14:18 GMT06 May 2021
Listen Live
    Get short URL
    0 112

    Earlier this month, the US Senate Armed Services Committee (SASC) advanced a measure which would reduce the time needed to conduct a nuclear test. Meanwhile, in an alarming move, the Pentagon is seeking more control over nuclear weapons funding, Kevin Kamps, the Radioactive Waste Watchdog at the organization Beyond Nuclear, told Sputnik Wednesday.

    The nuclear test amendment, which was offered by Senator Tom Cotton (R-AR), would provide at least $10 million “to carry out projects related to reducing the time required to execute a nuclear test if necessary,” according to a June 15 report by The Hill, citing a copy of the measure.

    Kamps told Loud & Clear host Nicole Roussell that Cotton is “the warhawk in the US Senate who got $10 million for fast-prep for nuclear weapons testing in Nevada. This is something that was broken by the Washington Post back in mid-May, that the Trump administration at the highest levels is discussing resuming nuclear weapons testing, supposedly to force the Chinese and the Russians to the negotiating table.

    “It’s going to lead to a global nuclear arms race, is what it’s going to do.”

    “So there’s a real fight on to try to stop this $10 million in the National Defense Authorization Act from going through, and there’s hope, because the Nevada congressional delegation - they want none of this. Their people have already suffered since 1951 under the fallout from the nuclear test site. So hopefully on the House side, this can be nipped in the bud, but the fight is on,” Kamps explained.

    According to a July 1 article by the Las Vegas Review Journal, Senators Catherine Cortez Masto (D-NV) and Jacky Rosen (D-NV), as well as Senator Chris Coons (D-DE), recently filed a bill to prevent the Trump administration from being able to test a nuclear weapon without authorization from the legislature.

    “The decision to conduct an explosive nuclear test should not be made without congressional approval,” Cortez Masto said.

    In addition, the SASC has proposed a change to nuclear weapons budget formation that would give the Department of Defense a much bigger say in funding for nuclear arms matters.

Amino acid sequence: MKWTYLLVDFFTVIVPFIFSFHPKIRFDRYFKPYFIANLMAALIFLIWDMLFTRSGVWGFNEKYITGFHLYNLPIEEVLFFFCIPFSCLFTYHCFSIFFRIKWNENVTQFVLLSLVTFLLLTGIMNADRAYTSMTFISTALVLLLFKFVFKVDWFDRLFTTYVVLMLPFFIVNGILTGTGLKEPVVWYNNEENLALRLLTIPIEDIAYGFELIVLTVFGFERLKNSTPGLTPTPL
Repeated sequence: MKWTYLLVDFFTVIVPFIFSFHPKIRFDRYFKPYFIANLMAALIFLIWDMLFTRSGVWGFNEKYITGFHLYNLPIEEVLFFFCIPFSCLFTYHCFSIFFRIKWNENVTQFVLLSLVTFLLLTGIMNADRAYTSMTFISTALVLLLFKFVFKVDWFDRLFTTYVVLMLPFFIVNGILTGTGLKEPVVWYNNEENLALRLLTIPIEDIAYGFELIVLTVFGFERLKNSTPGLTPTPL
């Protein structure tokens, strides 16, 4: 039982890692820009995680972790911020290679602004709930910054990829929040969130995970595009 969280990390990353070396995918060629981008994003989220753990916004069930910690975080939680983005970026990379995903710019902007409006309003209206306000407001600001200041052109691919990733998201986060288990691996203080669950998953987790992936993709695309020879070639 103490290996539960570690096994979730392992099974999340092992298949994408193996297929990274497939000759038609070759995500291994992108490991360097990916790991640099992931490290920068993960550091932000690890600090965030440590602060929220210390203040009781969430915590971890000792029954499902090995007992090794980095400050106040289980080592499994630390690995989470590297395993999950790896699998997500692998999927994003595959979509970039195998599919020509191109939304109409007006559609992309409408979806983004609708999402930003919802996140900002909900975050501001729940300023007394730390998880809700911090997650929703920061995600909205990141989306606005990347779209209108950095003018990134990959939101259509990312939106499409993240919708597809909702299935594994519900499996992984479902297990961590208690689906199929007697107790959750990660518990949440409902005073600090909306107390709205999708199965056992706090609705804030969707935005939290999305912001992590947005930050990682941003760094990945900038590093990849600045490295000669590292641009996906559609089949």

Under Section 3111 of the SASC’s proposed National Defense Authorization Act, the Pentagon, which leads the Nuclear Weapons Council, would have a stronger hand in the National Nuclear Security Administration’s (NNSA) budget development, Defense News reported. The NNSA is an agency within the Department of Energy that oversees the US’ nuclear warheads.

    Under the proposal, NNSA’s budget would “still be built within” the Energy Department, Defense News reported. However, instead of being sent to the executive branch’s Office of Management and Budget, which is responsible for the government budget process, the budget request would instead be first given to the Nuclear Weapons Council for editing and approval. It would then be sent back to the Department of Energy.

    “Apparently the Pentagon is trying to take over nuclear weapons budgeting away from the Department of Energy. And so the question there is: what about civilian control of the US military? What about civilian control of the US nuclear weapons arsenal? It’s just a very alarming power grab by the Pentagon, and there was even some concern expressed by Trump higher-ups,” Kamps said.

    “Nuclear weapons testing is just a non-starter, so hopefully there will be a groundswell of opposition to any notion of that happening,” Kamps added.

    The views and opinions expressed in the article do not necessarily reflect those of Sputnik.


    US At Risk of Ecological Disaster Due to Improperly Stored Nuclear Waste, New Study Finds
    Quakes Prompt Fears of Devastating Consequences of Proposed Nuclear Waste Dump in Nevada
    Nuclear Waste Turned Into ‘Near-Infinite Powerful’ Batteries to Potentially Boost Spacecraft Might
    ‘Very High Consequences’: Nuclear Safety Spotlighted as Typhoon Sweeps Fukushima Waste Into Pacific
    nuclear arms, Pentagon, nuclear
    Community standardsDiscussion